A Weird Western Saga
week in Serenity... The town has finally recovered from the trauma of the saloon fire, and it's back to business as usual -- which in the case of Marshal Boxer and the two enigmatic Gunderson Children, means preparing for the coming of the mysterious Four, and in the case of Raven Clark and Nolan Page it means trying to figure out what it's all about.
But things don't stop in Serenity, and another force may affect matters, in the form of a Gypsy curse...
“Toss him over the line, boys!”
With simultaneous grunts, Deputies Lake and Richter tossed the gypsy over the Serenity border. The jewels on the man’s clothes chimed as he crumpled in the dust.
Mayor Brubaker stepped in front of the deputies, barrel chest out. “That’ll teach you to beg for money in my town, mongrel. Off with you now. Go on.”
Brubaker turned his back on the gypsy, mounted his buckboard, which Richter drove, and headed back to town. Lake escorted them on horseback.
The gypsy dusted his satin pants. “’Conjure me deh weemon, mahk dem dence for me, mahk dem geev me deh mouth and hand sex, hend mahk dem deeappear behfore hanywon sees.’ I do all dees dings for heem, and he throws me ehway like deh garbage weethout even deh pay? Heh! I weel mahk heem pay! Oh yes.”
The gypsy knelt and dug a hole on the Serenity side of the border. When it was deep enough, he reached into his shirt, withdrawing a knot of charms from around his neck. He fumbled through the charms, pulled one free, and dropped it into the hole. A wide, near toothless grin etched into his face all the while, the gypsy scooped dirt back into the hole, and got to his feet.
Nolan Paige awoke with the sun. He stretched, rolled over, and laid his hand on Raven Clark’s bare belly. “’Morning. Time to go to war.”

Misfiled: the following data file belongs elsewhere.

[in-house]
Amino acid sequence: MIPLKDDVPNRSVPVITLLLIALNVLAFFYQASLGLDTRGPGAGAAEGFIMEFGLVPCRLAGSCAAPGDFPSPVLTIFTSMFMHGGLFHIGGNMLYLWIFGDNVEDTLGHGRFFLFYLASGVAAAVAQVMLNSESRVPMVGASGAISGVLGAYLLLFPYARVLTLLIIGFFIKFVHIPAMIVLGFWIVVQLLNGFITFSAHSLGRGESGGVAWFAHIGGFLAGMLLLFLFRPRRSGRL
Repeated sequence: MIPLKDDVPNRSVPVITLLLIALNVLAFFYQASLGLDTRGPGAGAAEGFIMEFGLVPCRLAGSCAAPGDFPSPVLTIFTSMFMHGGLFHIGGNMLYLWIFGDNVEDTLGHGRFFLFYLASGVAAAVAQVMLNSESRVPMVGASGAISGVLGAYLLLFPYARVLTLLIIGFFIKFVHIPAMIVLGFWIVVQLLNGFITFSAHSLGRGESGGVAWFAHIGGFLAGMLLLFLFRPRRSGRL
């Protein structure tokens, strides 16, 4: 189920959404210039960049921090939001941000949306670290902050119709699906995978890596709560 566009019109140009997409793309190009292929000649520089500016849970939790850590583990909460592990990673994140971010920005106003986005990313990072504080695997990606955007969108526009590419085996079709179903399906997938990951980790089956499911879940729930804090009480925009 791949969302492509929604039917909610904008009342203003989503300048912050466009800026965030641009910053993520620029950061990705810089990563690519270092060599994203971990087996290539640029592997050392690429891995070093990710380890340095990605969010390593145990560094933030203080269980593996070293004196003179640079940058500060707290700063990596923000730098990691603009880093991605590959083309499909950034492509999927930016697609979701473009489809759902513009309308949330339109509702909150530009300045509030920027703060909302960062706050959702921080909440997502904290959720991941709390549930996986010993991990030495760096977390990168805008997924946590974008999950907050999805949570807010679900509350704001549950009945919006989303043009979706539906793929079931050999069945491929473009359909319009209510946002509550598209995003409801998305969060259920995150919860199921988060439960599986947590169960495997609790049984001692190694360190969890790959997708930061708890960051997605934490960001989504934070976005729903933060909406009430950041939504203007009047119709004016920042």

Her eyes still closed, Raven smiled and stretched, tendrils of crimson hair spread over her pillow. “Does war always have to start at sun-up?”
“Afraid so.” Nolan gave Raven’s stomach a light, playful slap, and hopped out of bed. He crossed to the window. “As long as there’s no rest for the wicked, there will be none for the weary.”
He heard Raven’s footsteps round the bed, and soon her forehead was pressed between his shoulder blades.
“Well, you’re definitely the best sex I’ve ever had, that’s for sure.” Raven stood bolt upright as soon as the last word escaped her lips, more awake than she’d ever been. “Uh . . that’s not what I . . . oh God.” She pressed the heels of her hands into her eyes. “Please tell me I didn’t just say that.”
“It’s ok.” Nolan took her hands in his, and looked Raven in the eye. “The first time we made love was my first time doing anything with a woman. I was so nervous, I thought I would certainly vomit.”
His jaw dropped, his eyes were saucers, and he covered his mouth with both hands. “Raven, I am so sorry. That is absolutely not what I meant to say. The very last thing I want is for you to know the truth. I mean . . know about my inadequa-” Hands at his temples, eyes like saucers. “Oh, I could not want to die anymore than I do right now. Please accept my apologies. I don’t know what’s come over me.”
Raven smiled, threw her arms around his waist, and pulled him close. “It’s all right. When we first met, I thought you were an absolute sissy. Still do, kind of.” They jumped back from the embrace, her hands on her cheeks, his on his hips, both wearing masks of shock. “Jesus, Nolan, I’m so sorry. That’s not what I wanted to say. It’s-it’s what I was . . ”
“Thinking?” Nolan’s arms folded over his chest as Raven nodded. “The things I said were what I was thinking at the time, as well.”
“Hmmm.” Raven stood with one hand on her hip, her brow furrowed. “See, I’d like to mull this one over with you, but what I really want is your hands squeezing my . . . dammit!”
Raven and Nolan Paige walked the street hand-in-hand. Around them, the town of Serenity was a maelstrom of honesty. They passed the undertaker’s workshop, where Mr. Johansson stood opposite an elderly woman, arms crossed. “You’d better choose a coffin quick. You don’t look like you’ll last the day.”